The ongoing political crisis in Sri Lanka’s Tamil-majority Northern Province will lead to a realignment of Tamil political parties. Among other things, the present crisis shows that the existing political alignments are extremely weak and shaky and are as good as broken.
Looking at the current trend, it is likely that the ruling Tamil National Alliance (TNA) will break into two groups by the time the next Northern Provincial Council (NPC) elections are held 15 months from now.
The Ilankai Tamil Arasu Katchi (ITAK) led by veteran R. Sampanthan, the largest of the parties in the TNA, will go it alone, and is, in fact, determined to do so. The others in the TNA – such as the Eelam People’s Revolutionary Liberation Front (EPRLF) led by Suresh Premachandran, the People’s Liberation Organization of Tamil Eelam (PLOTE) led by D. Siddharthan, and the Tamil Eelam Liberation Organization (TELO) led by Selvam Adaikalanathan – may form an alliance. Fringe parties like the Tamil National People’s Front (TNPF) led by Gajendrakumar Ponnambalam are likely to join the anti-ITAK front.
The leader or mascot of the anti-ITAK forces will be the Northern Province Chief Minister C.V. Wigneswaran. This is because Wigneswaran has been having a longstanding feud with the troika ruling the ITAK and the TNA, namely, R. Sampanthan, Mavai Senathirajah and M.A. Sumanthiran. In the feud, Wigneswaran has been having the support of all non-ITAK parties.
In the NPC, the TNA is split in the middle, with 15 or 16 of the 30 TNA members supporting the ITAK’s No-Confidence Motion against the Chief Minister, and the rest opposing it.
The NPC was elected (for the first time in history) in September 2013. The TNA swept the polls winning 30 of the 38 seats and the non-political retired Supreme Court Judge, C.V. Wigneswaran, was made Chief Minister in view of his social stature and legal eminence.
Initially, a common opposition to the then President Mahinda Rajapaksa, seen as a warmonger by the Tamils, ensured unity within the TNA. But once the common enemy was vanquished by Maithripala Sirisena in the January 2015 presidential election; differences arose within the TNA, especially between Chief Minister Wigneswaran and the TNA and ITAK stalwart Sampanthan.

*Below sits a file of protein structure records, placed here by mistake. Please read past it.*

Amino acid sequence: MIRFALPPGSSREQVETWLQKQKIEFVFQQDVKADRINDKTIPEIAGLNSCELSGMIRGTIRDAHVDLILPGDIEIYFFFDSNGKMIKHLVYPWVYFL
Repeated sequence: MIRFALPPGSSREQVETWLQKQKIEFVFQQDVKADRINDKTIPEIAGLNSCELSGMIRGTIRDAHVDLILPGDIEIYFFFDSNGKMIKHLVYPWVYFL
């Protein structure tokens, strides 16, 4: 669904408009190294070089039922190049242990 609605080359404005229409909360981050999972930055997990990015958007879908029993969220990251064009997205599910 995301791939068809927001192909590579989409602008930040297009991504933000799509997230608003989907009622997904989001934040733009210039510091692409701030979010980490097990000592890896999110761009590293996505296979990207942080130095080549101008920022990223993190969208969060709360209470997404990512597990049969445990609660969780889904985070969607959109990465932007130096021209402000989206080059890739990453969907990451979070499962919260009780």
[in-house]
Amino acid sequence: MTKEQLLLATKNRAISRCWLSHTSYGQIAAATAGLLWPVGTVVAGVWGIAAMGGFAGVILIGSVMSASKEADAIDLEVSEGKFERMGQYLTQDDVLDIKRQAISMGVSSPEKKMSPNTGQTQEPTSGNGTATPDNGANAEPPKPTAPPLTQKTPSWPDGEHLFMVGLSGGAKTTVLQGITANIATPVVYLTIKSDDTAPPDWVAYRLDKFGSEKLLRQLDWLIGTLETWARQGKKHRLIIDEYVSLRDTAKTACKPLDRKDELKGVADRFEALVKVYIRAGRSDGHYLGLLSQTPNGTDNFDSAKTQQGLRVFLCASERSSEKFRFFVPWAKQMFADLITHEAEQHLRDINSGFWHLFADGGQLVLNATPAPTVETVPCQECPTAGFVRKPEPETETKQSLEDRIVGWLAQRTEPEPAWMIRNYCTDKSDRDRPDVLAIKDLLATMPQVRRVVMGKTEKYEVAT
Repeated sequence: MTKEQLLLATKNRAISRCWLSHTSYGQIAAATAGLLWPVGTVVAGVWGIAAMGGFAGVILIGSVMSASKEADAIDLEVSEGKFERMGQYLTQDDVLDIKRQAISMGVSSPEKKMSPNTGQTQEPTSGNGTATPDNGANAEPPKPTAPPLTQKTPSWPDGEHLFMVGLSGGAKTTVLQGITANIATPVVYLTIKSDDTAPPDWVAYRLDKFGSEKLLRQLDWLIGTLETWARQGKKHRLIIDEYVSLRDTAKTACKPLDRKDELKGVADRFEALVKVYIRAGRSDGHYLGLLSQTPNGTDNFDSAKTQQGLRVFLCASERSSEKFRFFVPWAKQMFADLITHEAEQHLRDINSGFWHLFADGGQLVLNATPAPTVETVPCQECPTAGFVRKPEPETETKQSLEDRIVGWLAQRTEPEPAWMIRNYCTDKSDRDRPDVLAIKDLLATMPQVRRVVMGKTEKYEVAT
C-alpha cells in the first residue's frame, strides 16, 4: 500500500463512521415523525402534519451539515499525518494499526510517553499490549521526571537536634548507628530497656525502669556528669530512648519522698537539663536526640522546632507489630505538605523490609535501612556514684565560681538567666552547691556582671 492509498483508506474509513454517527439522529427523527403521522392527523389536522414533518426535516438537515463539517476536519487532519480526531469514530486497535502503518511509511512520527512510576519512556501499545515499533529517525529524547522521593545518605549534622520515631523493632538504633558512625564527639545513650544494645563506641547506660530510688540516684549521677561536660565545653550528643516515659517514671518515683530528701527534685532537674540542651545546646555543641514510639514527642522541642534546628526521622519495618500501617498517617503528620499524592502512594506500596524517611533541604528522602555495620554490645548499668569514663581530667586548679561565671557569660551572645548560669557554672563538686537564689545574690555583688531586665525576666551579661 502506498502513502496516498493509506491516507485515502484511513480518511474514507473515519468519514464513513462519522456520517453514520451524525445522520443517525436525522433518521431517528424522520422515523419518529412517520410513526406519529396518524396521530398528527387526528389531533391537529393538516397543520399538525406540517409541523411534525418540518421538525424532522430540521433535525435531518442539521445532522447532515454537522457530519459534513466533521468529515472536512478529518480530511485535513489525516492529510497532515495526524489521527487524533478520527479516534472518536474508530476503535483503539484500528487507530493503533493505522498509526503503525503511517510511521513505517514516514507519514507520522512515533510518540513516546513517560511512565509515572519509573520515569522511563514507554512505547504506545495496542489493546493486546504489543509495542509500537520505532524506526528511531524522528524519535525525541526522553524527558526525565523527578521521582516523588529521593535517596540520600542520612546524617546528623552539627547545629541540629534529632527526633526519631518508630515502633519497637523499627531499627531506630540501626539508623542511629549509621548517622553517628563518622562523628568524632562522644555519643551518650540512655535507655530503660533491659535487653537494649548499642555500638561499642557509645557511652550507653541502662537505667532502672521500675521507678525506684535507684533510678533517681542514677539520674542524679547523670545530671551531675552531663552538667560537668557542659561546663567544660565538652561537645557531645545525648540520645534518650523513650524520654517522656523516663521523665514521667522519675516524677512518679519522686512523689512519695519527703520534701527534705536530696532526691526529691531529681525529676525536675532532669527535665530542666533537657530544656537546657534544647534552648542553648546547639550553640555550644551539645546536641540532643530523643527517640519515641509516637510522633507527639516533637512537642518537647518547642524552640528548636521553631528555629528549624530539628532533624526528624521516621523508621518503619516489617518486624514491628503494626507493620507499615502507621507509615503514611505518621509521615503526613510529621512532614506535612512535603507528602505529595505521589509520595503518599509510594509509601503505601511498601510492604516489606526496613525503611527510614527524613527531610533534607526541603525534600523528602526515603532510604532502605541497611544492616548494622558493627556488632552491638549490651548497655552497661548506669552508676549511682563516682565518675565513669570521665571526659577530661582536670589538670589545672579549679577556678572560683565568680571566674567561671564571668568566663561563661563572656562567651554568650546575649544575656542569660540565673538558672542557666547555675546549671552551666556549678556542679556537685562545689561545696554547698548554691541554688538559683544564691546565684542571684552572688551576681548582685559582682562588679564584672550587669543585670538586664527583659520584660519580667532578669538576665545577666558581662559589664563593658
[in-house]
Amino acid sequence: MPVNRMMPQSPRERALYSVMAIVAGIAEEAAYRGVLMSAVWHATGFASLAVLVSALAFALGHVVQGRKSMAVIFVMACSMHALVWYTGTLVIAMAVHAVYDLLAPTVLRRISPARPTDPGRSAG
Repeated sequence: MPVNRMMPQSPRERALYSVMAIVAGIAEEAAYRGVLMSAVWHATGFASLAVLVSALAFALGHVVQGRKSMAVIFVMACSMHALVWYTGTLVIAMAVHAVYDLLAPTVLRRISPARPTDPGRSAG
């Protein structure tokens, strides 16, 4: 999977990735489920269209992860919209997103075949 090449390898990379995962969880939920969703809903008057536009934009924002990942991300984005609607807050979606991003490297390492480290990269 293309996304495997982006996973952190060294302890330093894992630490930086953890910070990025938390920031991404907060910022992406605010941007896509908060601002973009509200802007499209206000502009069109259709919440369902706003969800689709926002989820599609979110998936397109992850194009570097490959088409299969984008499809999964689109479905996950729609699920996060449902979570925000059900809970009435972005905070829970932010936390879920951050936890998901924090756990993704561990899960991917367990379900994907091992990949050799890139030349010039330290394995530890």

While Sampanthan and the rest of the ITAK/TNA top brass wanted to cooperate with the more liberal Sirisena-Ranil Wickremesinghe regime, Wigneswaran wanted to continue with the politics of confrontation. He exploited the lack of progress in constitutional reforms and new Government’s backtracking from other promises, to press for a hard line.
When he was unable to get the TNA leaders to adopt the hard line, Wigneswaran became even more radical and confrontationist to the great embarrassment of the TNA’s leadership. In December 2015, he floated the Tamil People’s Council (TPC) as an alternative to the ITAK/TNA. The TPC attracted radical Tamil groups, university students and teachers, besides the media.
Meanwhile, the non-ITAK parties in the TNA accused the ITAK of monopolising decision making. The ITAK argued that it has to have primacy because it is the single largest party, the oldest party and the only consistently democratic and non-militant outfit in the TNA. All the other parties have had a history of participating in the armed struggle for a separate Tamil Eelam. While, the other TNA constituents wanted the TNA to be registered as a political party, the ITAK rejected the demand saying that it would prefer to keep its distinct identity as it is its separate identity as “ITAK” which is fetching it votes.